• Leila Miller

    Thanks for your patience, too. I appreciate it. Remember, though, that Christianity is not normally chosen for its ease of life and sudden happiness. It’s a path to holiness and yes, a peace that surpasses all understanding, but it’s not just “hey, this feels good so I’m comfortable here”. If it is, then one is doing it all wrong, ha ha.

    God is definitely interested in the “genitals” (“male and female he created them”), not for the innate worthiness of the sexes (we are equal in dignity) but for the complementarity of them. Again, your comment sounds to me the same as someone saying, “If men are so great, why can’t they be mothers?” It has nothing to do with “greatness” or one-upmanship. So, we do continue to talk past each other.

    Yes, it’s a big claim that the Church makes and it’s a big claim that Christ made. We each must decide if we accept the claims as true. There is C.S. Lewis’ famous quote (he a former atheist): “Christianity, if false, is of no importance, and if true, of infinite importance. The only thing it cannot be is moderately important.” These are true words! And of course, St. Paul himself said that if Jesus did not die and rise, then our faith is in vain, and we are the most pitiable of men.

    So, it really is not about a “good feeling” or being happy, it’s about what is true. As Peter Kreeft said, there is only one reason to believe anything and that’s because it’s true. (Otherwise, why would I want to believe a lie?)

  • Leila Miller

    This is going to sound like a weird request, but as we just had a big discussion on this very Galileo issue on my blog, I want to direct you to the comments on this post:

    http://littlecatholicbubble.blogspot.com/2013/07/i-am-woman-irony.html

    There are few things more misunderstood than what happened with Galileo. Bottom line, the Church does not speak infallibly on matters of science, and the Deposit of Faith is not about science. As for the selling of indulgences, that was a corruption of a good thing. It was sinful. I wrote a simple explanation of indulgences, here:

    http://littlecatholicbubble.blogspot.com/2010/12/indulgences-no-need-to-freak-out.html

    Remember, the abuse of a thing does not negate its proper and legitimate use. We still have indulgences today in the Church, and they are a very good thing.

  • surreal4communism

    “There is no chance (as in zero)”

    So you mean to tell me that it is more likely that all the laws of the natural world had momentarily disappeared, rather than a couple of people making a mistake (Jesus and those that moved the stone)? Are you seriously saying that?

    According to scripture Jesus would have spent about 6 hours on the cross. He also had spear wound. Given the circumstances he would certainly appear to be dead, to all including the officials and disciples so why bother to check for a pulse? If there was one it would be fairly weak, they couldn’t do the breath on the mirror test, and the poke test would be useless if he was unconscious.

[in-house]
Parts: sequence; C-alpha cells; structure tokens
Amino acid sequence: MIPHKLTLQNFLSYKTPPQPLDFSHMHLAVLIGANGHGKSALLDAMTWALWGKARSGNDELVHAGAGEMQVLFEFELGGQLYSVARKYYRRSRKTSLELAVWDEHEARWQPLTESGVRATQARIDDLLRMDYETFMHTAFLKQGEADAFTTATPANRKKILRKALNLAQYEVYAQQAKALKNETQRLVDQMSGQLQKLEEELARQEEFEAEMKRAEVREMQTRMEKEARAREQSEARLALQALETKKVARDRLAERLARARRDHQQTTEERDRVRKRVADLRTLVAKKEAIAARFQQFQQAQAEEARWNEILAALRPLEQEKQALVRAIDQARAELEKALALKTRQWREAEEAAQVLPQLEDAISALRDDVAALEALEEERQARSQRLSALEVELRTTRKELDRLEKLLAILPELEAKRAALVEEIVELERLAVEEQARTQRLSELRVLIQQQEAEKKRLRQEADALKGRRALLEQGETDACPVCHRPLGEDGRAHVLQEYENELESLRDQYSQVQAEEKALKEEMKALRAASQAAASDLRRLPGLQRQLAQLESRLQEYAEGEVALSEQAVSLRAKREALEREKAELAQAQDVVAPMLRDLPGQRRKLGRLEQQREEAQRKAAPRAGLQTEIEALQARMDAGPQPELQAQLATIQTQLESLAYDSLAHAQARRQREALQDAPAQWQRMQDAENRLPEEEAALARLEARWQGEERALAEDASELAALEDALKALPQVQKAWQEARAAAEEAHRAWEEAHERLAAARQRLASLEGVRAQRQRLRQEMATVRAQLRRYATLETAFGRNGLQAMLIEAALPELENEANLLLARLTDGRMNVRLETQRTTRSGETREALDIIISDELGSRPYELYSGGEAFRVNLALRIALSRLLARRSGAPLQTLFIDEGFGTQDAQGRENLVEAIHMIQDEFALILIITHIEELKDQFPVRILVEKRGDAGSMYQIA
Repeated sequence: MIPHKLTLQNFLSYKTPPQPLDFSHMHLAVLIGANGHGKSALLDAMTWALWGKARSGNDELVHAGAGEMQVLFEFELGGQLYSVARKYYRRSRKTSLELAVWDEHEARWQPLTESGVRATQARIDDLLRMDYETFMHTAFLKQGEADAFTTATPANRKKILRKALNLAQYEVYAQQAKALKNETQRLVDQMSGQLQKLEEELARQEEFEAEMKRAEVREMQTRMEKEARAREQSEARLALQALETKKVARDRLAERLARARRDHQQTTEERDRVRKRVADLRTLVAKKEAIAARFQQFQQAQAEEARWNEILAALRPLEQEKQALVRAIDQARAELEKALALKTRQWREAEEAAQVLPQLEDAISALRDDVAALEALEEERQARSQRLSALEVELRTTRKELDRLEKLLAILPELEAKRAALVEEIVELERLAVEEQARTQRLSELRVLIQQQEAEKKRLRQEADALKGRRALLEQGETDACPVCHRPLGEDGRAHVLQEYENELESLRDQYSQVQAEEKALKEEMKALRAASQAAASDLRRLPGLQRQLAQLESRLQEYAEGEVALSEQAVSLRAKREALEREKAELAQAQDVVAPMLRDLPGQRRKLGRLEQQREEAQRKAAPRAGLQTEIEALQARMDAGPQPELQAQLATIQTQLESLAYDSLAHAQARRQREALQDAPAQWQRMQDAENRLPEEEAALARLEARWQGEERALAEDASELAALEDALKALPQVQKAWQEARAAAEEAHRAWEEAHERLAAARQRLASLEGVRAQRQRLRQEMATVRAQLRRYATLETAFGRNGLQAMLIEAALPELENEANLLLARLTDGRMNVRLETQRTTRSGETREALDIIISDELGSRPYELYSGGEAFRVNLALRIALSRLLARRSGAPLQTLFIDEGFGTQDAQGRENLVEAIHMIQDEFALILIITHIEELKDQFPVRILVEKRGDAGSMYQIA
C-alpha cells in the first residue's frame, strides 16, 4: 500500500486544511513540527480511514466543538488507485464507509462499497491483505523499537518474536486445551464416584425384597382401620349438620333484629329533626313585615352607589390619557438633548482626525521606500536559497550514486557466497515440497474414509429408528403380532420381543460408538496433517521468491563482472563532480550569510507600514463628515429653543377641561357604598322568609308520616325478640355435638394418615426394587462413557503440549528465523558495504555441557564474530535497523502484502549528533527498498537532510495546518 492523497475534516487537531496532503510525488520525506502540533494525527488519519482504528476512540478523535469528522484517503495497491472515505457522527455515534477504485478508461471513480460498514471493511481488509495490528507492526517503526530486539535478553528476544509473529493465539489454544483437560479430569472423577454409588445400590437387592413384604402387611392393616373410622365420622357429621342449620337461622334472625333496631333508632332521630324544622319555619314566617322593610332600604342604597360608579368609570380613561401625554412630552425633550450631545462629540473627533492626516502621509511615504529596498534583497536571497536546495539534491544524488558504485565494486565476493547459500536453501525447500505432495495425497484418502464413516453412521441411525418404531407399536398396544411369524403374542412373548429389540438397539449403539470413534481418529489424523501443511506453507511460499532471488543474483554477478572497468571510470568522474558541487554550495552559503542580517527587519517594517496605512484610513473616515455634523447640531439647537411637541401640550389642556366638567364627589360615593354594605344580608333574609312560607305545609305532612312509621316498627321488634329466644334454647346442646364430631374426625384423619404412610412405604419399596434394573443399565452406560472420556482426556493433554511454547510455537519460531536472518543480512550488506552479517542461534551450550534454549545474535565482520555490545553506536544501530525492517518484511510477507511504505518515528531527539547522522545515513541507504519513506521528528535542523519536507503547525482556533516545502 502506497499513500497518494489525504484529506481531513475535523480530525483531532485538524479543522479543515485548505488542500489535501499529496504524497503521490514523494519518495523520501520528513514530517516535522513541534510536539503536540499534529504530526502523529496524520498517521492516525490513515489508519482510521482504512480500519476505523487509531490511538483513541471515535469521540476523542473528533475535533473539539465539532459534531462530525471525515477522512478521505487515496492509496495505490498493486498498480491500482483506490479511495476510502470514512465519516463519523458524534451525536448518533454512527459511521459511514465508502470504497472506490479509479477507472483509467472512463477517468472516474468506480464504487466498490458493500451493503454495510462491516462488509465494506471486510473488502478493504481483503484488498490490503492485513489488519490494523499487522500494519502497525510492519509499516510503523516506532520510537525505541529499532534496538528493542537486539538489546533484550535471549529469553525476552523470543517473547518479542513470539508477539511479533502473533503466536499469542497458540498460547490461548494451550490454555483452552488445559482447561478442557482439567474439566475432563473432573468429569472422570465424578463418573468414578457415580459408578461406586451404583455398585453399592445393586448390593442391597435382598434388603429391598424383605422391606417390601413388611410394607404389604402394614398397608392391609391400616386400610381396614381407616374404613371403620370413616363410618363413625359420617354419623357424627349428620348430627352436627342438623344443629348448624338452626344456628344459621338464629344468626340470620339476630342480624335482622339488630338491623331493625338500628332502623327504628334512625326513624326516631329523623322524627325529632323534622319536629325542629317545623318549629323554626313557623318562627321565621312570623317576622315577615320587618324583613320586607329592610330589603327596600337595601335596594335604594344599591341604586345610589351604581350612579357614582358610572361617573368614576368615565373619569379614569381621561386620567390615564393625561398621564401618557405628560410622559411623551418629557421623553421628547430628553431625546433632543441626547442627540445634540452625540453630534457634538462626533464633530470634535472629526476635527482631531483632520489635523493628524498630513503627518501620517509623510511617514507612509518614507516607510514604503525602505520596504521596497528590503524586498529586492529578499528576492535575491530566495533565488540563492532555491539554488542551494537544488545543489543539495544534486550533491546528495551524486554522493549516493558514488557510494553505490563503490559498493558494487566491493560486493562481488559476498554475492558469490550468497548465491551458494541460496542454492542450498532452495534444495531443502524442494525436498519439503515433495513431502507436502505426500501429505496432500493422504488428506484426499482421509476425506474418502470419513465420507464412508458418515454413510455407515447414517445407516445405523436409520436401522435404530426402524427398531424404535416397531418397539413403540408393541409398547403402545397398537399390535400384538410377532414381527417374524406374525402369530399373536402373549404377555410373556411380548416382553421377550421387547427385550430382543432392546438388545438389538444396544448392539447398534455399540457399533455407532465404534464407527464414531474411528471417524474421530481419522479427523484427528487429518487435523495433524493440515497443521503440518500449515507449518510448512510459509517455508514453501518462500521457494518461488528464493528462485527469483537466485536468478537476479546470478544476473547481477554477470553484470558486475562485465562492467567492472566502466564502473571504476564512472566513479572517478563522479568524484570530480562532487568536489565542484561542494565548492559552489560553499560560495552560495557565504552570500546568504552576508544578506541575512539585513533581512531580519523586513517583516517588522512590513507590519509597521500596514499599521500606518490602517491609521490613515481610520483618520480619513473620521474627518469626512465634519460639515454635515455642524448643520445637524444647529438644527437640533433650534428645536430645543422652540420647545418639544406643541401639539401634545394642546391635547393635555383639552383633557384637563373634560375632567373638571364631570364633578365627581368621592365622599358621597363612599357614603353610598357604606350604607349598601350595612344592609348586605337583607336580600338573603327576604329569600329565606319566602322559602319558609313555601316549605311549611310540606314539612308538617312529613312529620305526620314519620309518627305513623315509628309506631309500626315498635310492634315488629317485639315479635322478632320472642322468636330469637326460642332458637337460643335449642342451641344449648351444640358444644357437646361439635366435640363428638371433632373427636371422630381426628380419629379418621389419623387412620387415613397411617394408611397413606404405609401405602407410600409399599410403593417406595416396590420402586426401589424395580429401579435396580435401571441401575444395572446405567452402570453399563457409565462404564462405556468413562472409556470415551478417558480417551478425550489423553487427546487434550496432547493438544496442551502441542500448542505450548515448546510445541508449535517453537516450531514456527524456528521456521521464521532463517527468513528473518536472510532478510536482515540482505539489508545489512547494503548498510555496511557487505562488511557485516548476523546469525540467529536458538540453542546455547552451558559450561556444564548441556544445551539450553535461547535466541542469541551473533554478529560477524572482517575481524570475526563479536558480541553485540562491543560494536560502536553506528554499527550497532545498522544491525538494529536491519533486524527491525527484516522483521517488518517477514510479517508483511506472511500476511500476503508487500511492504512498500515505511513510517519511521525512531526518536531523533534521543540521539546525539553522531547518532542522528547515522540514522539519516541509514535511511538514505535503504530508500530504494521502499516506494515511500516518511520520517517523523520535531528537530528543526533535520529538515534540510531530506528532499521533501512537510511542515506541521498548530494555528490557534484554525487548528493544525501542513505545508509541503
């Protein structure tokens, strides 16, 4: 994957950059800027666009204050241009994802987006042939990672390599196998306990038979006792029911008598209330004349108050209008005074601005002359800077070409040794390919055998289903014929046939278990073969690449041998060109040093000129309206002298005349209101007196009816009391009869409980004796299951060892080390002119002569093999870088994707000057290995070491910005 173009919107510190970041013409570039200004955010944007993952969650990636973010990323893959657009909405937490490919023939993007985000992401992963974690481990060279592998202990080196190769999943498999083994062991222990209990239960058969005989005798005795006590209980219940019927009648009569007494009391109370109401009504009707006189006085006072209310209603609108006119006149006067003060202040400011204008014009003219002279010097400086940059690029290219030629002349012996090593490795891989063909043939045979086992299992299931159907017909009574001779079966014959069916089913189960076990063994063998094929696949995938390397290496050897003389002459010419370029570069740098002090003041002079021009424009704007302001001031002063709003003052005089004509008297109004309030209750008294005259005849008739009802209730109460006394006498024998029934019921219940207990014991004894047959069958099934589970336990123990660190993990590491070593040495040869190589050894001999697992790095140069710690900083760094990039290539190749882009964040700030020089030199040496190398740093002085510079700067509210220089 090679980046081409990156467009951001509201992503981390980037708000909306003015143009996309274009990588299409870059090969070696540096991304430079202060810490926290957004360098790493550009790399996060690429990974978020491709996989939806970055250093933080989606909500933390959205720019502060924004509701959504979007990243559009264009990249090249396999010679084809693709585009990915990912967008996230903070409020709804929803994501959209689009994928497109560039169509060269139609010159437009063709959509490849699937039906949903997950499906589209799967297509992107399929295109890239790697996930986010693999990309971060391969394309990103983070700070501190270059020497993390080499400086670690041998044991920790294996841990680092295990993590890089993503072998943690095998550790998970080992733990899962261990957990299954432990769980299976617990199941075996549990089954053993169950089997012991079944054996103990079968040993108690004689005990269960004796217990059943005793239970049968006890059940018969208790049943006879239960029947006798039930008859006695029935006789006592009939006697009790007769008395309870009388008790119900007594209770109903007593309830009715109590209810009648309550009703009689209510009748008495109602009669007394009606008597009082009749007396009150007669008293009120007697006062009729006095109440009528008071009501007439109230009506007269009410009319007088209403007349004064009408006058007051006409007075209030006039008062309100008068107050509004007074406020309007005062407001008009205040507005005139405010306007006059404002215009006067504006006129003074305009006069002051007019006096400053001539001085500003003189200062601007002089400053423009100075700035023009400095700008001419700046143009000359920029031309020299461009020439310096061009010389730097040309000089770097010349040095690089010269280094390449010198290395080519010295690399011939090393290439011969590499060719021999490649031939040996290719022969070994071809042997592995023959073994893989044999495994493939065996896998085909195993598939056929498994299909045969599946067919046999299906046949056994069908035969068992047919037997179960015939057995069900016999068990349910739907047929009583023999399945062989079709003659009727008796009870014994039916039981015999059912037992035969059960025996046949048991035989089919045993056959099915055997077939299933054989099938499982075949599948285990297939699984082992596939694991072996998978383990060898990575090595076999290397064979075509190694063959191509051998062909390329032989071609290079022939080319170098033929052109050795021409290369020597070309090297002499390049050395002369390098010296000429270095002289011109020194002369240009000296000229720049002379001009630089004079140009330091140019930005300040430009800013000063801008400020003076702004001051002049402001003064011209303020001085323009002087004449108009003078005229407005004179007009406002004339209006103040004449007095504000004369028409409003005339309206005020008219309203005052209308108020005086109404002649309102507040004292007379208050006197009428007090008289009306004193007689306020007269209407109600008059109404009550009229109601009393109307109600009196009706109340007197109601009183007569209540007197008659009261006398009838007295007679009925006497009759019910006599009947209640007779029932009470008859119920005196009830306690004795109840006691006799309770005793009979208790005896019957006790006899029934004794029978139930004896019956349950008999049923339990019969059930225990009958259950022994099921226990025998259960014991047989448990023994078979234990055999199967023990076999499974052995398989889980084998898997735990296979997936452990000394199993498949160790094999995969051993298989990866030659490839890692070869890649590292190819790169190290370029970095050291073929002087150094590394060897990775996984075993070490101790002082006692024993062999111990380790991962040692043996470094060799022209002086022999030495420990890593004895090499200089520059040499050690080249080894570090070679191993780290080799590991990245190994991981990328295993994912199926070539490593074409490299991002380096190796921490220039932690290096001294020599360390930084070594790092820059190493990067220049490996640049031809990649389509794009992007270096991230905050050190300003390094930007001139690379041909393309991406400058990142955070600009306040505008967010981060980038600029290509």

Is it likely that he would have survived? Of course not, but it is INFINITELY more likely than all laws of the physical world just magically ceasing to exist. It is much, much more likely that one of the many cult leaders of the day were to survive crucifixion (and yes, I’m aware of what is involved, and it doesn’t make it impossible to survive).

    As for moving the stone it could have been a group, and not just one person. Again, I don’t see how that is so outlandish when comparing it to a complete breakdown of the laws of nature.

  • Leila Miller

    Do you understand what a Roman seal was and how it worked (pain of death to the soldiers)? And, how “glorious” would that half dead man have appeared at his “resurrection”? He wouldn’t have even been able to walk or move or speak. And you think people back then would not be aware that it was not an actual rising from the dead, but simply a man who never quite died (but sure looked like hell and would need a long time to heal!)? What kind of resurrected God would that be? What I would really love you to do is go through the actual scenario on my blog and give me a step by step that would account for what happened, knowing what we know about human nature.

    I think the problem we have is that you dismiss the possibility of God (the creator of nature, thus easily able to suspend or transcend nature) out of hand. You start with the premise that there is no such God, and miracles do not happen. So, of course you have to find a way to make the narrative work. But it really doesn’t. Try again and leave in the possibility that God exists, and that Jesus just might be God — and that this possibility is reasonable. Then, tell me which scenario falls more in line with reason.

  • surreal4communism

    I never said that excommunication meant that a person is sent to hell, just that it is a serious thing. If the interpretation is that if a person who is wrongfully excommunicated has just as close a relationship to god, despite the wrongful act of the accuser or sentencer, I see no problem with it. I think it devalues the meaning of it and that a middle man seems pointless (if God knows whether or not one can receive the Eucharist that should be all that matters), but that is just an opinion.

    As for circular I am referring to councils where church law is modified.

    No, I don’t see a need for a church bureaucracy. I highly doubt Jesus would look at the pomp and circumstance of the Catholic church and think to himself that is what He had in mind. Beliefs of the catholic church are one of the many interpretations of the bible, something that one can do on their own. I just don’t see the need for a fallible middle man.